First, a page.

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E3 2012: Console Updates, New Features for Wii U, Xbox

Welcome to Day 3 of E3 2012, the biggest tradeshow dedicated to the art and business of video games. In yesterday’s Day 2 report we showcased ten of the most anticipated video games of 2012 being shown this week at the L.A. Convention Center. Today let’s look at the console side of things—particularly newly announced features for two game platforms: Nintendo’s Wii U and Microsoft’s Xbox.


For Nintendo, this year’s E3 show was all about the Wii U.

Wii U: Still Connecting the Dots
For Nintendo, this E3 has been all about the Wii U, the game giant’s next-generation handheld game console. The device is built around a touchscreen controller (as with the Nintendo DS) and it supports the same motion-sensitive gaming that Nintendo’s Wii remote used to transform family dens everywhere into arm-waving, foot-pounding game salons. In addition, Wii U will enable streaming media from content providers like Netflix, YouTube, Hulu and Amazon Video. And in a nod to the social-media revolution, Nintendo has pledged that Wii U will deliver features that enhance the experience of connected gaming.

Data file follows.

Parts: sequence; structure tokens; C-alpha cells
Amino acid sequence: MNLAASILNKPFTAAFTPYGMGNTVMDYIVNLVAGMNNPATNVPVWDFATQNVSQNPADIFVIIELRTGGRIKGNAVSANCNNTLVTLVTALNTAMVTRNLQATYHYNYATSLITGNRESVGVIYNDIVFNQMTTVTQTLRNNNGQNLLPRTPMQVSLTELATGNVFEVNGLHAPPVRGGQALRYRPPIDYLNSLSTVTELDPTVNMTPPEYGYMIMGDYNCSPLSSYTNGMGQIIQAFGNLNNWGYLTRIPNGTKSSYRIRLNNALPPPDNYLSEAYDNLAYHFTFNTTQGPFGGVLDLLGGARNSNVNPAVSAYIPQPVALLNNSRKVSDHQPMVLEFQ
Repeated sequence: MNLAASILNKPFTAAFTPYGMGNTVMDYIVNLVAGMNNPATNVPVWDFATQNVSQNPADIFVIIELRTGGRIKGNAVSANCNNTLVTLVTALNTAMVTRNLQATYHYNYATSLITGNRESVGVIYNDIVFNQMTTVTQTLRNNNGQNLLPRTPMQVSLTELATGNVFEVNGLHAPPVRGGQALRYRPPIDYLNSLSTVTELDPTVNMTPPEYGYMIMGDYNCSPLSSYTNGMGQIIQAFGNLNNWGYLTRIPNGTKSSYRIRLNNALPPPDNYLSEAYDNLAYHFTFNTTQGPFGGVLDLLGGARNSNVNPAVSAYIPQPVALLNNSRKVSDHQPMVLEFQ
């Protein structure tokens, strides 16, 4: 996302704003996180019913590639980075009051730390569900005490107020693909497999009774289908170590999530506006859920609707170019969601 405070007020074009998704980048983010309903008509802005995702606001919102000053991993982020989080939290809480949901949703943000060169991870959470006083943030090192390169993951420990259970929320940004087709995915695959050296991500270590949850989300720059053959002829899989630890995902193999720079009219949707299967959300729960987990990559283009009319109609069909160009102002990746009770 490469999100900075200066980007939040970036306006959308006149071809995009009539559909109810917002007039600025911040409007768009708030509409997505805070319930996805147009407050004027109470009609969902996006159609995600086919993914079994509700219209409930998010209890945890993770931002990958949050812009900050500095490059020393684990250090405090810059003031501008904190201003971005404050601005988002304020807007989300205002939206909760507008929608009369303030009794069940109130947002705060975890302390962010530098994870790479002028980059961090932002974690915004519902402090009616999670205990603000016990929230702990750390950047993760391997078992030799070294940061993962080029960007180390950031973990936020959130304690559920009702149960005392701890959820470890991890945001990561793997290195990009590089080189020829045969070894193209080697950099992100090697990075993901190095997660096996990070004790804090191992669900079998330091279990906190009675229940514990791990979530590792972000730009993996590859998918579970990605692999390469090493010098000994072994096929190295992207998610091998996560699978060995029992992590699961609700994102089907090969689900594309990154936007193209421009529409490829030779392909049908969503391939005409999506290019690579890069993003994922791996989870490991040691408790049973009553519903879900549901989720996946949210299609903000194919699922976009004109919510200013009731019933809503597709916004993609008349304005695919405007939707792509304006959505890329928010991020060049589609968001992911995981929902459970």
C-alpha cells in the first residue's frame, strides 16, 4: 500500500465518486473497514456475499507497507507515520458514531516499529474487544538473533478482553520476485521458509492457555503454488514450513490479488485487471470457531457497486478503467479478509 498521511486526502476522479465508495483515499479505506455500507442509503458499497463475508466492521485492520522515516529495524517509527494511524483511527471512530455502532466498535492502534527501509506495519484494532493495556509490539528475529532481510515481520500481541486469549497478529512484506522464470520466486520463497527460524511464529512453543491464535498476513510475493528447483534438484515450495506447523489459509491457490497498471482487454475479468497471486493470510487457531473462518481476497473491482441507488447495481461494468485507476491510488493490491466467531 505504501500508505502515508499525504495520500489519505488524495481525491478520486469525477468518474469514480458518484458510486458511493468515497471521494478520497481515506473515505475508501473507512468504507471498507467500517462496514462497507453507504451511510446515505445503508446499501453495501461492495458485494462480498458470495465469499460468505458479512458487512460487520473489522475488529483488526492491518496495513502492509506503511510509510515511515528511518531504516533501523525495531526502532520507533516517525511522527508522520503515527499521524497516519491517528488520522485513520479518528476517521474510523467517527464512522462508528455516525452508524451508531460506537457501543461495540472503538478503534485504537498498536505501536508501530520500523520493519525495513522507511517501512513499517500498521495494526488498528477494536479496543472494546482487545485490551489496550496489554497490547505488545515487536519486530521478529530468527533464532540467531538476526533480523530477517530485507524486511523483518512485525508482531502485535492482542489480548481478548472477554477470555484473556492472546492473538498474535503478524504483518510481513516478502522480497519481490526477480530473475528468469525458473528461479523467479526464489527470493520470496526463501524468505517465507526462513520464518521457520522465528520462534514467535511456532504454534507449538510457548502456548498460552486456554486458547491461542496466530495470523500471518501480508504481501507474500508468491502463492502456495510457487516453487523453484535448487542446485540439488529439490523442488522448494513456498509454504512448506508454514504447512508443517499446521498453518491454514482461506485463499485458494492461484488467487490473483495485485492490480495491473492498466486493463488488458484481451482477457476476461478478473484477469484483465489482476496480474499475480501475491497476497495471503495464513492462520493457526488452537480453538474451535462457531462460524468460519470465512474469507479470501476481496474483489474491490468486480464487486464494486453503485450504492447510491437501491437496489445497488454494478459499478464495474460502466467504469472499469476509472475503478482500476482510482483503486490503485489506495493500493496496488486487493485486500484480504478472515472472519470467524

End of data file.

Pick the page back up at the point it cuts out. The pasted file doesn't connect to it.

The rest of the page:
There have been changes to the Wii U controller GamePad that was shown at last year’s E3, although most of the alterations involve tweaks to make the unit more ergonomic and functional (a pro gamer controller—which looks more like an Xbox controller that was also announced). The big selling point for Wii U is the console’s second screen, which can be used to activate different game controls, trigger alternate camera views and switch perspectives. For example, during certain games, players will be able to hold the controller pad up to their television screen and scan for enemies. Similarly, a new karaoke game will utilize the second screen as a teleprompter for displaying song lyrics.